Specific dates and tour sites have not been announced. The Wolverines will leave after the completion of the spring semester, which concludes after Michigan’s April 13 spring game.

Michigan lands All-MAC graduate transfer from Central Michigan

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As a Detroit native, Mike Danna has probably spent his entire life hoping and wishing and believing he could play at Michigan. While playing at Warren De La Salle Collegiate High School, he probably thought it. Throughout the recruiting process, when Michigan didn’t offer him and he signed at Central Michigan, he probably thought it.

Now he’ll get a chance to prove it.

Danna on Tuesday announced he was leaving CMU to spend his final college season with the big boys in Ann Arbor.

The 6-foot-2, 257-pound defensive end won the Herb Deromedi Award as CMU’s most valuable player after collecting 66 tackles, a team-high 15 TFLs and 9.5 sacks. He was named a First Team All-MAC honoree and a Pro Football Focus First Team All-American as well.

In three seasons as a Chippewa, Danna posted 151 tackles, 28 TFLs, 15 sacks and four forced fumbles.

While he may or may not start, Danna will be a significant contributor for the Wolverines in 2019. Michigan loses starting ends Chase Winovich (graduation) and Rashan Gary (draft), so Danna will team with senior Josh Uche (who led the team with eight sacks last season) and sophomore Aidan Hutchinson.

Miami to reportedly play Miami in 2023

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College football is notoriously hard to predict, but go ahead and mark this prediction down in ink: in the 2023 season, Miami will beat Miami.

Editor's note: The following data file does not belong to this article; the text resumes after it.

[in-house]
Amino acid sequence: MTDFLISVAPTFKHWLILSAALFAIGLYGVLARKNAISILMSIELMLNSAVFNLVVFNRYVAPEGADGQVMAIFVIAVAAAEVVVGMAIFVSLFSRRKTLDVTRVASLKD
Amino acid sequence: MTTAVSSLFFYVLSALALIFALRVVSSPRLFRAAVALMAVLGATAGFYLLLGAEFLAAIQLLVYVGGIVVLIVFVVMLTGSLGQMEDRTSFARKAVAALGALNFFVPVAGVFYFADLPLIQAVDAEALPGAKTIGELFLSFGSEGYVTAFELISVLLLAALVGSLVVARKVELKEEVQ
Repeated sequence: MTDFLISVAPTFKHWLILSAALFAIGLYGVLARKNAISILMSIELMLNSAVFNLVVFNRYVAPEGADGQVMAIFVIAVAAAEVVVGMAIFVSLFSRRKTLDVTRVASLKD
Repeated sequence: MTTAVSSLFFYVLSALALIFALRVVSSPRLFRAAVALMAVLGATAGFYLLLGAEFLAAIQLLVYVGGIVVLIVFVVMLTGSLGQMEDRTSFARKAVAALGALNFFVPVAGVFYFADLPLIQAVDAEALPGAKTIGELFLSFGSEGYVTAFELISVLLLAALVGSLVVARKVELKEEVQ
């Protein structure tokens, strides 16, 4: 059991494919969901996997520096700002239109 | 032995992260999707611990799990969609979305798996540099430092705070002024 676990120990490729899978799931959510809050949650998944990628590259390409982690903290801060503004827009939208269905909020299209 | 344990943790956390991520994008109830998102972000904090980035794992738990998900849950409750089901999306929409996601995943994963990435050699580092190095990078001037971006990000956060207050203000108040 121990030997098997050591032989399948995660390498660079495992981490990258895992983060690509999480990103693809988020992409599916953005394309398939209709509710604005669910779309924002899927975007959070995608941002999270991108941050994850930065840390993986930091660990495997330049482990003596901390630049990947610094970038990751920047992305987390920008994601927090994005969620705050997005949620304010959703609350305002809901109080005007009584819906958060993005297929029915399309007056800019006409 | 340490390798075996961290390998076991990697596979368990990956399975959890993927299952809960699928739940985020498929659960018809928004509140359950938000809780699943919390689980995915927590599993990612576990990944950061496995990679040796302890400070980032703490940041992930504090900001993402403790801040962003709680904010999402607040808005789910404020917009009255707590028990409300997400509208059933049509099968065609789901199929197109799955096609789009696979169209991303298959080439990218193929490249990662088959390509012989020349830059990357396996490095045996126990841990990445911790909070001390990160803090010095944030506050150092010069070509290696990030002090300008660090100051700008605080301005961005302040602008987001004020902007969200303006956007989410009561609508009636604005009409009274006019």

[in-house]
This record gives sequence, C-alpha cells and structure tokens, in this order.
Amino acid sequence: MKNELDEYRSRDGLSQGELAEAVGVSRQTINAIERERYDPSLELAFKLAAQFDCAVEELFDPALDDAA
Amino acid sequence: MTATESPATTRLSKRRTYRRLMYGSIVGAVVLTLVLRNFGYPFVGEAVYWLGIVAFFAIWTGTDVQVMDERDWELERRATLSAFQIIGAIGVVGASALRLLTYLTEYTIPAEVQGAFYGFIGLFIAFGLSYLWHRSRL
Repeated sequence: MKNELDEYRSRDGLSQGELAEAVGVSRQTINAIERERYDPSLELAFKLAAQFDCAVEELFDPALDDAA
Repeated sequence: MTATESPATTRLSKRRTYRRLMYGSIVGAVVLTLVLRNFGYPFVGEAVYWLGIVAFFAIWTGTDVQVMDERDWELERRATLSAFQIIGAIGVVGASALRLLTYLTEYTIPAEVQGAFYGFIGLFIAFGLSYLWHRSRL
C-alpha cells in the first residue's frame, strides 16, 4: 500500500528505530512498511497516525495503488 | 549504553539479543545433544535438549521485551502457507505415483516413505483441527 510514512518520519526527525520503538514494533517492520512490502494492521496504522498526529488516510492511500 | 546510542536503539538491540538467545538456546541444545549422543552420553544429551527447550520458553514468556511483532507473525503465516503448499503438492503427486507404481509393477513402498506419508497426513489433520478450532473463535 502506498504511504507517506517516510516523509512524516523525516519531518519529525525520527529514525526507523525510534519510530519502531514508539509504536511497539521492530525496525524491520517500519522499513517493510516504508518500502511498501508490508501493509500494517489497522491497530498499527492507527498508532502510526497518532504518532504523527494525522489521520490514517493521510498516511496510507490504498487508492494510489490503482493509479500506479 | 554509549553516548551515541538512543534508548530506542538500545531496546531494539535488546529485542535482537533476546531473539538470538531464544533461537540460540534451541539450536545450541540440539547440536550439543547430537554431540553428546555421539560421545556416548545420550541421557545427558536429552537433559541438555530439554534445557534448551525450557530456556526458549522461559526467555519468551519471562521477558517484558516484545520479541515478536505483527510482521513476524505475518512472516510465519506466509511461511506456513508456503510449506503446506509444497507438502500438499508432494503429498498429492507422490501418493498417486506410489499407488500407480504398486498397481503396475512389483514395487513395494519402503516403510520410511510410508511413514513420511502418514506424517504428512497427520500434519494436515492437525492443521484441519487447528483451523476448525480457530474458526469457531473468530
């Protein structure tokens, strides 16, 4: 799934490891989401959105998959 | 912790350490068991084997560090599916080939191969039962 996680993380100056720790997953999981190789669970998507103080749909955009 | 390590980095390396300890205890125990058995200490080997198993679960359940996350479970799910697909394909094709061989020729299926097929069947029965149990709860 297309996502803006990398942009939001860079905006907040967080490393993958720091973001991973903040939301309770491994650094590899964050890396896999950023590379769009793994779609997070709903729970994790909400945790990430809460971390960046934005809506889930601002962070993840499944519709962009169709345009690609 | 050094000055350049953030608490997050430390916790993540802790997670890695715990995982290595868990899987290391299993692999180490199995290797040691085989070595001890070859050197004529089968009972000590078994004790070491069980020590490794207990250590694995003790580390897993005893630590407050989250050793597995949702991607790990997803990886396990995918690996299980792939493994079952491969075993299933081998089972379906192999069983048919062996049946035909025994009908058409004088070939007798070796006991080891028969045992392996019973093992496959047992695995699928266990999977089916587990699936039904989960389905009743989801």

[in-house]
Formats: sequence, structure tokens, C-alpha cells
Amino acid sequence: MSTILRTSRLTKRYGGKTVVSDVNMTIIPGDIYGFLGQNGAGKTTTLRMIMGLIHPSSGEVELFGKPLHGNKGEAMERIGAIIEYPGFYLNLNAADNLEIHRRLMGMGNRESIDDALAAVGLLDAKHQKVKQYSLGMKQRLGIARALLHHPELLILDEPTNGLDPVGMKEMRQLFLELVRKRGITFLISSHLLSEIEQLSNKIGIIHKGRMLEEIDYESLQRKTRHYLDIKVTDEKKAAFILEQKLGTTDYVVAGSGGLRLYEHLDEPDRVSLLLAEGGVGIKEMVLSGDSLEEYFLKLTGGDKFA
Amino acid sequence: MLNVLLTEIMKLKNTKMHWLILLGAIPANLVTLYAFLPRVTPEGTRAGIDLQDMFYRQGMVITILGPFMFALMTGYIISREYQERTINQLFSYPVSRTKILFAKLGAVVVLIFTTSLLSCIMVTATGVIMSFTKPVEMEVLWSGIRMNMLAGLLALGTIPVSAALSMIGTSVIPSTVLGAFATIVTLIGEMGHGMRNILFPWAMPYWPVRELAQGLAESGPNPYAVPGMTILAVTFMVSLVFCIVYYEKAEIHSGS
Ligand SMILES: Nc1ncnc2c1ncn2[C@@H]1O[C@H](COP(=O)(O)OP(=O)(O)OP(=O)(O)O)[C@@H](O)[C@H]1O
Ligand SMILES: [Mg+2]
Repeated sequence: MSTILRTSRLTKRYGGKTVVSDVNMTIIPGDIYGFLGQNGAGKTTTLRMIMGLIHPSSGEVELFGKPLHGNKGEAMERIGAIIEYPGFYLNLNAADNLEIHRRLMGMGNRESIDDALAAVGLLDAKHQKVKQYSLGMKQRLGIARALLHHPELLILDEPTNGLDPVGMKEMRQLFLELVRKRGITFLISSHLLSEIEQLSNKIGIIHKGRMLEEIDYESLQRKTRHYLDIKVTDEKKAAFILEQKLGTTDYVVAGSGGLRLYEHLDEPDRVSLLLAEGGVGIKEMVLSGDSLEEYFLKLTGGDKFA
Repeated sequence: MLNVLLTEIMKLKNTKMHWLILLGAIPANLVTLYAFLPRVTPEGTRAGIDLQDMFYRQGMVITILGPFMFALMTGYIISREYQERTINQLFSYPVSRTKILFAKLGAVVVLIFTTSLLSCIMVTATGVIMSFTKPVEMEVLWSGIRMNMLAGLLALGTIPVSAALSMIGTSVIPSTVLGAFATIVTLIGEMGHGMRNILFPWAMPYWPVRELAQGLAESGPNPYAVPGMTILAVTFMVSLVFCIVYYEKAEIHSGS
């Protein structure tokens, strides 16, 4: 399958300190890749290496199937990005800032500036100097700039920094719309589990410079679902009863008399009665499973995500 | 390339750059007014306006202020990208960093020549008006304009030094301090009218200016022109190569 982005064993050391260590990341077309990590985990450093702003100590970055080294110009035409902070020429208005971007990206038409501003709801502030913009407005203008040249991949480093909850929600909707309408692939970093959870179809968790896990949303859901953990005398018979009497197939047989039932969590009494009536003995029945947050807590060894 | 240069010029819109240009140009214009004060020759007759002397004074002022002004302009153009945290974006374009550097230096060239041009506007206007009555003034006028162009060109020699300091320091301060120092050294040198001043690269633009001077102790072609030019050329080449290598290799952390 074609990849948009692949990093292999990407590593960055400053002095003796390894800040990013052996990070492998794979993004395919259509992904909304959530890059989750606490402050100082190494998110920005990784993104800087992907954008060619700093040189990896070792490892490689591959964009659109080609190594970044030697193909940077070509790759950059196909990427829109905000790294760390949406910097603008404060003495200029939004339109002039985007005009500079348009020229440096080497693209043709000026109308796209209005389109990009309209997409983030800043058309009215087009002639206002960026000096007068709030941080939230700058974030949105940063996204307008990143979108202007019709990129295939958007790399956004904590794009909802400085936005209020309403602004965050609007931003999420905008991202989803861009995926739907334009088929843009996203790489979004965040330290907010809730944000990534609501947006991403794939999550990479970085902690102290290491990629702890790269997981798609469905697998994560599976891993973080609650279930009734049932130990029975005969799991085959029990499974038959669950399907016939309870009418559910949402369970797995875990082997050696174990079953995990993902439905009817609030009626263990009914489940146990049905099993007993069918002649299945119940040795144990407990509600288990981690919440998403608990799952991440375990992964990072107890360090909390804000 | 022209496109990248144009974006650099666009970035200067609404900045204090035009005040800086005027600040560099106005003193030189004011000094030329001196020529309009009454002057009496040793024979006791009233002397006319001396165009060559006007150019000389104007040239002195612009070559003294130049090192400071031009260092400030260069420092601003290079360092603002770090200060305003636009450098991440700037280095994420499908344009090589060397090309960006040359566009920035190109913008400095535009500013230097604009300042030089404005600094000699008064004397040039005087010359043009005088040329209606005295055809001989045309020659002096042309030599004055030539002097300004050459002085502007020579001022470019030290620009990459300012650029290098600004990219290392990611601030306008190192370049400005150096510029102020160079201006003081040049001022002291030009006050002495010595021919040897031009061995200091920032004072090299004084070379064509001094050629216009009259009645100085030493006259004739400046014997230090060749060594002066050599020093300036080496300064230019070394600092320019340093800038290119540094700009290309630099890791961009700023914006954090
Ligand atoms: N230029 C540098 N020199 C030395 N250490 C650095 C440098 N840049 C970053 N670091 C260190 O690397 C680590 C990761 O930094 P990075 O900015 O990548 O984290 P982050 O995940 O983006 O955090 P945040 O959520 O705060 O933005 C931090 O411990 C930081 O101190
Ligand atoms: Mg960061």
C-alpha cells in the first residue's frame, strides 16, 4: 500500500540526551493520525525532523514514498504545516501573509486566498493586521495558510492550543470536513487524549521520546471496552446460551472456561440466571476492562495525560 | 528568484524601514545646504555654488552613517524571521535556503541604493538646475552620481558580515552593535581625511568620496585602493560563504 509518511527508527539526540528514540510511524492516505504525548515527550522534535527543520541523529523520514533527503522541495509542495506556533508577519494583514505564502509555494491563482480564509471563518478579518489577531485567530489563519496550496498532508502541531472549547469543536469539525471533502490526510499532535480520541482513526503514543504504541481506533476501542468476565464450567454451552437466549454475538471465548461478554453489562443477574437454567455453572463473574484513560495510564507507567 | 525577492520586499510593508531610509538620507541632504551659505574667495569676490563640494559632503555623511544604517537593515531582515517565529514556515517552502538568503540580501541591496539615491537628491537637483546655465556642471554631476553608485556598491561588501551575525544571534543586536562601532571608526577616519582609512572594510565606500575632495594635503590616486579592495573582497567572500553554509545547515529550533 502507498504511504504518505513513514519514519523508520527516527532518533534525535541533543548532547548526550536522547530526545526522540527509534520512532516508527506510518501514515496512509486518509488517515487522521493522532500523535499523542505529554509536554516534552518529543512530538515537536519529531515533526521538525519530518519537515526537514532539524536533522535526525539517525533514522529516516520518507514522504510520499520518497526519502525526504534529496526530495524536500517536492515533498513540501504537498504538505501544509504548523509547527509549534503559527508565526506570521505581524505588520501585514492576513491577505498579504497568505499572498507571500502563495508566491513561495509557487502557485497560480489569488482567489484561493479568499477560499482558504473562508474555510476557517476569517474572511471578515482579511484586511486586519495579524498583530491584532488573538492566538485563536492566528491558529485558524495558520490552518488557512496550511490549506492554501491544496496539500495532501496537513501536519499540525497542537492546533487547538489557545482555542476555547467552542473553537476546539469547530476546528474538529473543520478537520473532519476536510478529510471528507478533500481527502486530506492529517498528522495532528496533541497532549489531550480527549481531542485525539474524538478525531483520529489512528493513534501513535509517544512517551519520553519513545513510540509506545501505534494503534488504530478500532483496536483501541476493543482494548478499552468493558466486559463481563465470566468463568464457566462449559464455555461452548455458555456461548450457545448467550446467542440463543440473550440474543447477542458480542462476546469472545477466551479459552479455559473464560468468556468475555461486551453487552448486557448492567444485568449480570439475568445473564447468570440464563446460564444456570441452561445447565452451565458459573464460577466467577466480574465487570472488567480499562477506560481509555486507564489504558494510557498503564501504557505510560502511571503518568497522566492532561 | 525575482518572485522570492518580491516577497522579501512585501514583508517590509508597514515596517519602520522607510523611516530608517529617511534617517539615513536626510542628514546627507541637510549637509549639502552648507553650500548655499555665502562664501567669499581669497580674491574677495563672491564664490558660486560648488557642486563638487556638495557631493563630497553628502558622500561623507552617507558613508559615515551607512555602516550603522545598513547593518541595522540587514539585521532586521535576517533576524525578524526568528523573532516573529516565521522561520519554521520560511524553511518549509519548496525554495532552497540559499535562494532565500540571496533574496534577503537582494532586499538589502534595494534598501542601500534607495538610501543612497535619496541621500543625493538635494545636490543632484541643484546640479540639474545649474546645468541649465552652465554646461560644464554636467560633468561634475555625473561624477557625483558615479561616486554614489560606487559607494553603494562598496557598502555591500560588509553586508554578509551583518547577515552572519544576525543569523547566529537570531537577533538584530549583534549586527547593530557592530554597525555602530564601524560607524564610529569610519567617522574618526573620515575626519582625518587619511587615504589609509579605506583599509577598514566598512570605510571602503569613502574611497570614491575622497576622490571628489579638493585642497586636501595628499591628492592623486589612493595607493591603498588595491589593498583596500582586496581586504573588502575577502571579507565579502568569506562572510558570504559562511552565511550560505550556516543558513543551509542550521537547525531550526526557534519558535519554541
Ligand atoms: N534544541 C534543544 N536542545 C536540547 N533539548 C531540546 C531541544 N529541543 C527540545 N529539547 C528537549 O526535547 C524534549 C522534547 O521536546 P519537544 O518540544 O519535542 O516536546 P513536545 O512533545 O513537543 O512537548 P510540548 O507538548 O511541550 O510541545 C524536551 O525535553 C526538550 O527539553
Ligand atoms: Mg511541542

Miami (Florida) will host Miami (Ohio) in 2023, according to FBSchedules. Neither school has announced the game as of this writing. The game will be played Sept. 2, 2023 at Hard Rock Stadium in Coral Gables, Fla.

In what has been previously dubbed the Confusion Bowl, the two Miamis have played three times previously, with the Hurricanes winning each time. All three games were in Miami, Fla., and green-and-orange Miami won by scores of 27-13 in 1945, 20-17 in 1946 and, most recently, 54-3 in 1987.

Miami (Ohio) will net $1.5 million for the trip, according to FBSchedules.

Miami (Fla.) has a home game with Texas A&M and a visit to Temple lined up elsewhere for 2023, while Miami (Ohio) will visit Cincinnati and host Liberty.

Brian VanGorder replaces Carl Pelini as Bowling Green DC

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After a little over two months on the job, one of the most glorious mustaches in all of college football has earned a promotion.

Tuesday, Bowling Green announced that Brian VanGorder has been named as first-year head coach Scot Loeffler‘s defensive coordinator.  In mid-December, the MAC school announced VanGorder’s hiring as linebackers coach and associate head coach.

VanGorder replaces Carl Pelini, who left last month to pursue another coaching opportunity.

VanGorder has served as a coordinator for a significant portion of the last decade, including stops at Louisville (2018), Notre Dame (2015-16), Auburn (2012) and the Atlanta Falcons (2008-11).  Prior to his one-year stint at Louisville, VanGorder served as a defensive analyst at both Georgia (2016, after he was fired by Notre Dame) and Oklahoma State (2017).

Interestingly, Bowling Green will travel to South Bend Oct. 5 this year to take on Notre Dame.

With VanGorder’s promotion, the Falcons also announced that Jim Herrmann has been hired to replace the new defensive coordinator as linebackers coach.  Herrmann will also carry the title of associate head coach.

Herrmann has spent the past baker’s dozen seasons as linebackers coach at the NFL level, with stops with the Indianapolis Colts (2016-18), New York Giants (2009-15) and New York Jets (2006-08) dotting his résumé.  His last college job at this level came during a lengthy stint at his alma mater Michigan (1985-2005).  The last nine years of his time in Ann Arbor, Herrmann worked as the Wolverines’ defensive coordinator.